Common Counterarguments

Many people remember then Elder Benson stating that "it would be difficult" to be a liberal mormon, but few remember then President Brown stated that a mormon "can be a Democrat or a Socialist and still be a good church member." President Hugh B. Brown was a liberal and served in the 1st Presidency with his nephew N. Eldon Tanner who served in the Alberta legislature in the Social Credit Party which advocated the “alleviation of poverty” through “redistribution of income” and government establishment of “a just price for all goods.”

This section is here to address concerns some might have about the compatibility of mormonism and liberalism. You can click here for a collection of quotes dealing with economic issues (taxes, income inequality, etc.) and here for a variety of extended counterarguments in blog post form.

Or keep on reading for some shorter discussions of common counterarguments:

  • Government redistribution of wealth removes agency

    • Free agency (the moral freedom to choose between right and wrong) is necessary. But that battle's already been fought. We have free agency. No amount of legislation can take that away, right? In other words, you can put me in a straight jacket in prison and I would still have free agency--I could still choose between moral issues of right and wrong. Now, I wouldn't have a lot of freedom, but that's different.


    Forced charity isn't charity at all.

    • Who is forcing us?  In our constitutional system, the government = We the People, doesn't it? So is it really that uncharitable if We the People force We the People to help the poor?
    • What makes it "our" substance in the first place? What I mean by that is how can we determine what we earned all by ourselves and what we owe at least one other person thanks for? Every hard worker has teachers, farmers, police officers, researchers, parents, scientists, doctors, construction workers, neighbors, and strangers to thank for every dollar they earn. Not to mention God's role in it all. So to say that it's "our" substance suggests that no one else has any claim on it. It seems to me that the issue is a little more complicated than me giving my hard-earned cash to someone who didn't earn it--acknowledging the benefits we all get from each other in a community might prompt us to "pay it forward" to those who need as much help as we've already gotten.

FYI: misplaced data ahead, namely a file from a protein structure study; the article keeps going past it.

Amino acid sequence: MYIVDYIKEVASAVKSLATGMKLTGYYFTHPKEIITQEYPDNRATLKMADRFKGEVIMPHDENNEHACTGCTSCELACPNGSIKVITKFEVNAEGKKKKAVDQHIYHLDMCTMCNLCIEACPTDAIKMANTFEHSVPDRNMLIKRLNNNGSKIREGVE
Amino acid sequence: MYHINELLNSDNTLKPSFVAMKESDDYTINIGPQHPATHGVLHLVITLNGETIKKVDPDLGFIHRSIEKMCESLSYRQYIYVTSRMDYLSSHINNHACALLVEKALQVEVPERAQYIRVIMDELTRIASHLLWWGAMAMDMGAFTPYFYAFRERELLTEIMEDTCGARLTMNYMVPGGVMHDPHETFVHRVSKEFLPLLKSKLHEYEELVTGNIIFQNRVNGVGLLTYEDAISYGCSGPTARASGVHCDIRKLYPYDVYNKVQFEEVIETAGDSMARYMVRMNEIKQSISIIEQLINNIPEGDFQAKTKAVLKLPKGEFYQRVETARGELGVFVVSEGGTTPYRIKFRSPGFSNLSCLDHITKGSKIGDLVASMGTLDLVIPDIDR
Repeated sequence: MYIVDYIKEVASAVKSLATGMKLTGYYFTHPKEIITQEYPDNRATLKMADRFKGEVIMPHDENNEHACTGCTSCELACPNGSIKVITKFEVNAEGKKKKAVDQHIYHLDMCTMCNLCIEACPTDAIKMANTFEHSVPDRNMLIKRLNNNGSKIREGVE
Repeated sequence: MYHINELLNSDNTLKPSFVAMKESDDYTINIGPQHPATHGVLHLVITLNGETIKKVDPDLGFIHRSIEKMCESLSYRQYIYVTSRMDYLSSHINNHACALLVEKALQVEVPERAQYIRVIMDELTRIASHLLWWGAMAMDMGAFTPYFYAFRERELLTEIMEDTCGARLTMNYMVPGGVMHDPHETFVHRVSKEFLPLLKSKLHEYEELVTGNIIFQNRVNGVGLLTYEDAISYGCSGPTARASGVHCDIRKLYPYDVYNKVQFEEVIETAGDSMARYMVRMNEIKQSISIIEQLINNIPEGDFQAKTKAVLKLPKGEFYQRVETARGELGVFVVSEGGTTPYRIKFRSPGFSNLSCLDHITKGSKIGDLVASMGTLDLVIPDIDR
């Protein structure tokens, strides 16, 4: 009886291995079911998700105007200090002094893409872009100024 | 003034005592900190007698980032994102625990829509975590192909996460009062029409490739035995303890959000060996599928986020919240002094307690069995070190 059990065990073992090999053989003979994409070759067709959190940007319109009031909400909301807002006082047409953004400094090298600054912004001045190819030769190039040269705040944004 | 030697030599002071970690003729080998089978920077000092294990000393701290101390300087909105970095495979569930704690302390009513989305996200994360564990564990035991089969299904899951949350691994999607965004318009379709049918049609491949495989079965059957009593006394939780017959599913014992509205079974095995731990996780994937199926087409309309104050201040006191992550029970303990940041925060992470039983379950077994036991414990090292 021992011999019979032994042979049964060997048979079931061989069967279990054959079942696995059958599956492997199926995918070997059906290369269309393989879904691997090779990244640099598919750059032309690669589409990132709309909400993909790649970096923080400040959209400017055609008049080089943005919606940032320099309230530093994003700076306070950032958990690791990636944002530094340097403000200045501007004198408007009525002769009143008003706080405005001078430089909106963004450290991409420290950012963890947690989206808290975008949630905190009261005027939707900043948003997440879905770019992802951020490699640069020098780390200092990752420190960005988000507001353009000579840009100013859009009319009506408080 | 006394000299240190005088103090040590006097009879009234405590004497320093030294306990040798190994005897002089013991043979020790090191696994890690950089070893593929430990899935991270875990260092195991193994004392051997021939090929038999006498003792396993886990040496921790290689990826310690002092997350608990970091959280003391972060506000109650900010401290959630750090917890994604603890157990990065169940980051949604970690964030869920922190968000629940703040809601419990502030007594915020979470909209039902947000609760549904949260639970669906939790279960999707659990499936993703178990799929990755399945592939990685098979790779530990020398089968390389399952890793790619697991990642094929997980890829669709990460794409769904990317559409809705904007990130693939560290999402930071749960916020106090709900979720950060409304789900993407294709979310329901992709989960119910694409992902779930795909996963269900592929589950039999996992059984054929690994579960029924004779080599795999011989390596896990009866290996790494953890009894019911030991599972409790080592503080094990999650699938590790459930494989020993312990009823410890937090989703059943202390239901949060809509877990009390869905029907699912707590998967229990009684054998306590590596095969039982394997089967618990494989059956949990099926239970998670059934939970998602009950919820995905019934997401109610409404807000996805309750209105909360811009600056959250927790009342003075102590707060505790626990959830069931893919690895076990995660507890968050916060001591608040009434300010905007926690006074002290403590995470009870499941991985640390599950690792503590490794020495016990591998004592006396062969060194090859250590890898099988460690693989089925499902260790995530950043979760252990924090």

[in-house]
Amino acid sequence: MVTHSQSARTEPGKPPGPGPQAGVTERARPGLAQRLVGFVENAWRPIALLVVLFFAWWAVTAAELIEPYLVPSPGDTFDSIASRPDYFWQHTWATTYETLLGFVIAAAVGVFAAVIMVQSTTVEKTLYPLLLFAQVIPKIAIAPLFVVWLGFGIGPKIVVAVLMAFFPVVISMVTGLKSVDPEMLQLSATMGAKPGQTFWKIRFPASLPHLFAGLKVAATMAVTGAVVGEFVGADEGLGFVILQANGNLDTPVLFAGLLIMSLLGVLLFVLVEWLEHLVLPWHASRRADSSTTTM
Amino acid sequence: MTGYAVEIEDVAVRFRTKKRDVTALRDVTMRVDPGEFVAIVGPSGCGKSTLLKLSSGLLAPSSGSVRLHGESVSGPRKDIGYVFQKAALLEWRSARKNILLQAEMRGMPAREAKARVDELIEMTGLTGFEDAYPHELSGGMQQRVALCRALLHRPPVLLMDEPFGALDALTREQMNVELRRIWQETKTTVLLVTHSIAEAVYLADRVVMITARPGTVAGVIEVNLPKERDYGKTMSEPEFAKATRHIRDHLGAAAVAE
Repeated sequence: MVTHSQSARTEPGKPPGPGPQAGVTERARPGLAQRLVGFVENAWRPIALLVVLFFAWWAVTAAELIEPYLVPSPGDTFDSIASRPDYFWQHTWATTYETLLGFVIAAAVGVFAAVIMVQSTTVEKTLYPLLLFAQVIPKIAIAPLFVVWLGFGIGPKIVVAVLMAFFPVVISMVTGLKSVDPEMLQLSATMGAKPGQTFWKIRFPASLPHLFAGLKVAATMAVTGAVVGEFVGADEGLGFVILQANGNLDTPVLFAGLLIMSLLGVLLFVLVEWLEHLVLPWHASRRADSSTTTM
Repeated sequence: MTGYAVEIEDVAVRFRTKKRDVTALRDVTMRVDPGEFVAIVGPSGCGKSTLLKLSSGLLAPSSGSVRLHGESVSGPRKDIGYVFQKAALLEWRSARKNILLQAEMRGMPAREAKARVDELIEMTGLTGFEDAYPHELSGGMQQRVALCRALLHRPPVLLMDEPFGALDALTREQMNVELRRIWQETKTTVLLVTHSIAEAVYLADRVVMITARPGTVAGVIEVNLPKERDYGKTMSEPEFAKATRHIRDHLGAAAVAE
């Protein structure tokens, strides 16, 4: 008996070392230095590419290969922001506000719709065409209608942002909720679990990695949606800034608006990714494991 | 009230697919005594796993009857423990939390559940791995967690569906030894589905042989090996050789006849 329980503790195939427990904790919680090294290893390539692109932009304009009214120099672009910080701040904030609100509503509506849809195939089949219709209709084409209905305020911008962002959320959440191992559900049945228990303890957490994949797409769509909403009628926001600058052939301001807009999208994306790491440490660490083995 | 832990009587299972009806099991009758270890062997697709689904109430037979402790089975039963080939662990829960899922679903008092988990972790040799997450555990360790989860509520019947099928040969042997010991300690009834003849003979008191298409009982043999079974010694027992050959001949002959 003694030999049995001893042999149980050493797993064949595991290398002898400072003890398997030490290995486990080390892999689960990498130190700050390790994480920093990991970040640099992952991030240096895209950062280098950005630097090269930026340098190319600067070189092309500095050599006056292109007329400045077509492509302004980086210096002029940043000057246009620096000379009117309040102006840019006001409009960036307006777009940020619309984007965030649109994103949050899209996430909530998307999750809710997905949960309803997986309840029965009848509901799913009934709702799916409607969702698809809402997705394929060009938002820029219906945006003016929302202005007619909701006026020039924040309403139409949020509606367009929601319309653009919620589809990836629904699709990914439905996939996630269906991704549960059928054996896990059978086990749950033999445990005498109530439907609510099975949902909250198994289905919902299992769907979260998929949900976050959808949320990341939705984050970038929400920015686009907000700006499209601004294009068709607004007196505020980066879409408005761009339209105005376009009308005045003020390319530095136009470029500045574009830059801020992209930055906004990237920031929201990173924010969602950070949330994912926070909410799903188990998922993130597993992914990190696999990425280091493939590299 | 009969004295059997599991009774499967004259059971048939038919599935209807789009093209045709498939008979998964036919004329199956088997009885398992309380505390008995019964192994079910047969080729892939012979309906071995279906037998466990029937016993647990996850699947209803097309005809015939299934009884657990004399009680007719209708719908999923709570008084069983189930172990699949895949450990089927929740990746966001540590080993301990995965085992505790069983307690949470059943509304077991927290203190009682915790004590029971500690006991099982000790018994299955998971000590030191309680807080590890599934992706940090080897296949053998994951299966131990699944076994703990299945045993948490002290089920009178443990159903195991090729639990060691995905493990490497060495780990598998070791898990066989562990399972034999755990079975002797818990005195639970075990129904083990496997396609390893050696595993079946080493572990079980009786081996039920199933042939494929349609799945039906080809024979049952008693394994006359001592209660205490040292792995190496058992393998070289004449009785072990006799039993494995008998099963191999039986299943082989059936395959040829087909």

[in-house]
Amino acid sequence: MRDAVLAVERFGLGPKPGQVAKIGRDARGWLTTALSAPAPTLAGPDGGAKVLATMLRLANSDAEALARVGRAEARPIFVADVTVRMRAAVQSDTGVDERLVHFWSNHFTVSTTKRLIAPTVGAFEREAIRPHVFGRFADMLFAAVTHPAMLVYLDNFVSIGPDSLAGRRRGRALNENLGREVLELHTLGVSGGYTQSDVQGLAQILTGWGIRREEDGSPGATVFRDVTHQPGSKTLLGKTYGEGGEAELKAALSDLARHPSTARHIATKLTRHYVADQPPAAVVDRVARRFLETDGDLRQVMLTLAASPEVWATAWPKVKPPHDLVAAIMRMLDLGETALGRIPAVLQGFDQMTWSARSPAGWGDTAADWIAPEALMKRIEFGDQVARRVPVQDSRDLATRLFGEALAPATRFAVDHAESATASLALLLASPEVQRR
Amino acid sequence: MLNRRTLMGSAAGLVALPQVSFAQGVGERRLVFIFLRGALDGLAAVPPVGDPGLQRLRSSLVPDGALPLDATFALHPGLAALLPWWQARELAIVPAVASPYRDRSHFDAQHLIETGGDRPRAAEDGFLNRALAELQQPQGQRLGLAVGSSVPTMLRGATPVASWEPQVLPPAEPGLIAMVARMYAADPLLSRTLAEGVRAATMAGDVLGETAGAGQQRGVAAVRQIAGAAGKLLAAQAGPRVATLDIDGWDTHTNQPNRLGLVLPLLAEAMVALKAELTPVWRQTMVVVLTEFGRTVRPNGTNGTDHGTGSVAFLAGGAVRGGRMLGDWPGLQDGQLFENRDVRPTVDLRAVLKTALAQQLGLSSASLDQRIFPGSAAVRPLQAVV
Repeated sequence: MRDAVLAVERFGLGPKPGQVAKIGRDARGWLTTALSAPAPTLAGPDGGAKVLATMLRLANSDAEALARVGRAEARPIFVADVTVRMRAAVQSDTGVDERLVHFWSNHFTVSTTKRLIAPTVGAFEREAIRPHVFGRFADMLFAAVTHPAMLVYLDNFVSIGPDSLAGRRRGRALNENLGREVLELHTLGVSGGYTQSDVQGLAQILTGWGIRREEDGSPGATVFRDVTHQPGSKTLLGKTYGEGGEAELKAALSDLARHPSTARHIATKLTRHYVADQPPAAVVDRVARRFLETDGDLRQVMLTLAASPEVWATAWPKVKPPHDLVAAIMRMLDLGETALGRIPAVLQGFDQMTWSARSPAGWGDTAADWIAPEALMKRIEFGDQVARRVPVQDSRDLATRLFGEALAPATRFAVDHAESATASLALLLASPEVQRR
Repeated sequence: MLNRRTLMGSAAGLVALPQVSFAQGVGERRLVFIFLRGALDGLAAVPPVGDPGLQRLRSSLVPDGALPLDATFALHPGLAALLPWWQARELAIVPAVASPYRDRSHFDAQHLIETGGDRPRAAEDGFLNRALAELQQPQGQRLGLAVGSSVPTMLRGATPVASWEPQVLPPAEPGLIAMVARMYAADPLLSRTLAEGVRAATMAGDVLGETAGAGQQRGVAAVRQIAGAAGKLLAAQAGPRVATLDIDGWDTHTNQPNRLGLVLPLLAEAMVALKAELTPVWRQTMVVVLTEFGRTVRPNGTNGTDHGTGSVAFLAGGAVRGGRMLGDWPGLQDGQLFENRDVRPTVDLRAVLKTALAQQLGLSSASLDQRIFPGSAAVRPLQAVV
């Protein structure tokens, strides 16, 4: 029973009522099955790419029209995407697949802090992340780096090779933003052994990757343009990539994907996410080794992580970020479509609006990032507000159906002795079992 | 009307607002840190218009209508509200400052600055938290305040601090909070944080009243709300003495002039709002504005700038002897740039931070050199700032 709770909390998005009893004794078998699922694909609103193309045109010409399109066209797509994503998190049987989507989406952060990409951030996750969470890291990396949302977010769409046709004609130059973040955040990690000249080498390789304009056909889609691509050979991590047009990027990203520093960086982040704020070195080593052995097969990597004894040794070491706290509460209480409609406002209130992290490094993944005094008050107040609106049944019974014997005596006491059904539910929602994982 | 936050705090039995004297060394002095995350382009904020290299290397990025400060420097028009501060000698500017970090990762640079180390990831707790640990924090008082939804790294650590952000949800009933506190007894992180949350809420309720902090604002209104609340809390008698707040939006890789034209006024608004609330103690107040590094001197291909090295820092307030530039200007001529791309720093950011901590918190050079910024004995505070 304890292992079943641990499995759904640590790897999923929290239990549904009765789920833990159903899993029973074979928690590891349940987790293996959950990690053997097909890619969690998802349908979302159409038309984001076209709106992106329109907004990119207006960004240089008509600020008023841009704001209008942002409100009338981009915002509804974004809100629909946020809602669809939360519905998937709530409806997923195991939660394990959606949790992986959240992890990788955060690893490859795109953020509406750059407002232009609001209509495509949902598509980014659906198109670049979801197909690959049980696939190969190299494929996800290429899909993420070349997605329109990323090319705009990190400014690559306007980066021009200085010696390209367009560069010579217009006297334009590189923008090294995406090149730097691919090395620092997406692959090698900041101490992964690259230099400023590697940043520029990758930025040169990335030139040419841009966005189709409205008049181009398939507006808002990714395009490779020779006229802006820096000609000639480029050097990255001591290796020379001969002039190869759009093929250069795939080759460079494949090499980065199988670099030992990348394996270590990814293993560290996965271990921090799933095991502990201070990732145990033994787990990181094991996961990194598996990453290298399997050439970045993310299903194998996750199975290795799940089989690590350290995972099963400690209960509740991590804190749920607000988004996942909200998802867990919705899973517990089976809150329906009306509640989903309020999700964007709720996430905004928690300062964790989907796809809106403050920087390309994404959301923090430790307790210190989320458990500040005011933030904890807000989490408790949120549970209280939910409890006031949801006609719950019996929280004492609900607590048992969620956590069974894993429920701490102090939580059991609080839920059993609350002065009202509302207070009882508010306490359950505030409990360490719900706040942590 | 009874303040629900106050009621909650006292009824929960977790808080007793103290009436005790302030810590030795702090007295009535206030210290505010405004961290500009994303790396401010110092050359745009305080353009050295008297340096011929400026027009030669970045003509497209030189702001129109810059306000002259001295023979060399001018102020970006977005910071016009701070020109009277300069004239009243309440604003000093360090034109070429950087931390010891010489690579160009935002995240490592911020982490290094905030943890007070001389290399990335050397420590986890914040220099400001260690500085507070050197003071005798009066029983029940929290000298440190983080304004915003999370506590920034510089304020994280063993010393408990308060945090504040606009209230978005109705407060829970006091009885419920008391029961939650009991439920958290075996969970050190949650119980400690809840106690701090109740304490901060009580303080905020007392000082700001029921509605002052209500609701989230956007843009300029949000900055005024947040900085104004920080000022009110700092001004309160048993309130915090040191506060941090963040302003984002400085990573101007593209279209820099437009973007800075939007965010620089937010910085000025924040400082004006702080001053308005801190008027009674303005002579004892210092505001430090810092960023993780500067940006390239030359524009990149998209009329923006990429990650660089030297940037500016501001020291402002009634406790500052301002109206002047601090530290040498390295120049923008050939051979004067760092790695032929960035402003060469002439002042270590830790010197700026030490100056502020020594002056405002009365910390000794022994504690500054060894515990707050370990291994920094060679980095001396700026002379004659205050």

Stealing from the rich and giving to the poor is still stealing.

    • If you're going to say that taxation is "stealing," because not all the benefit goes directly to the individual being taxed, then you're saying it is robbery regardless of what it is used for, right? So, taxation is stealing when the money goes toward the military, roads, bridges, schools, libraries, police, fire, etc. If that's really what you're saying, it seems like you're going against the US Constitution, which clearly stipulates that the government is allowed to tax its citizens.
    • On the other hand, if you're suggesting that redistributive taxation is stealing, then we've got another problem on our hands: there is no system of taxation that does not redistribute wealth, that doesn't move it from one place to another. That is the very definition of taxation, isn't it? So even if we were all taxed at Herman Cain's flat 9% rate, we'd still be putting our own money in and watching it be redistributed.

    Why should we trust the government?

    • The alternative is a bunch of flawed, self-interested individuals in a corporate headquarters or in a mansion. Either way, we're left relying on humans. I'd rather rely on humans with an outward public service motive rather than an inwardl profit motive for at least some of our important decisions.


    The poor are just lazy

    This one comes in many forms. Some of its others use the phrase "personal responsibility," "agency," "self-reliance," etc.

    • This article goes into great detail about life as a worker in a warehouse for online retailers. Read this and tell me these people are poor because they don't work hard/smart enough. Explain to me how we can expect these people to "pull themselves up by their bootstraps":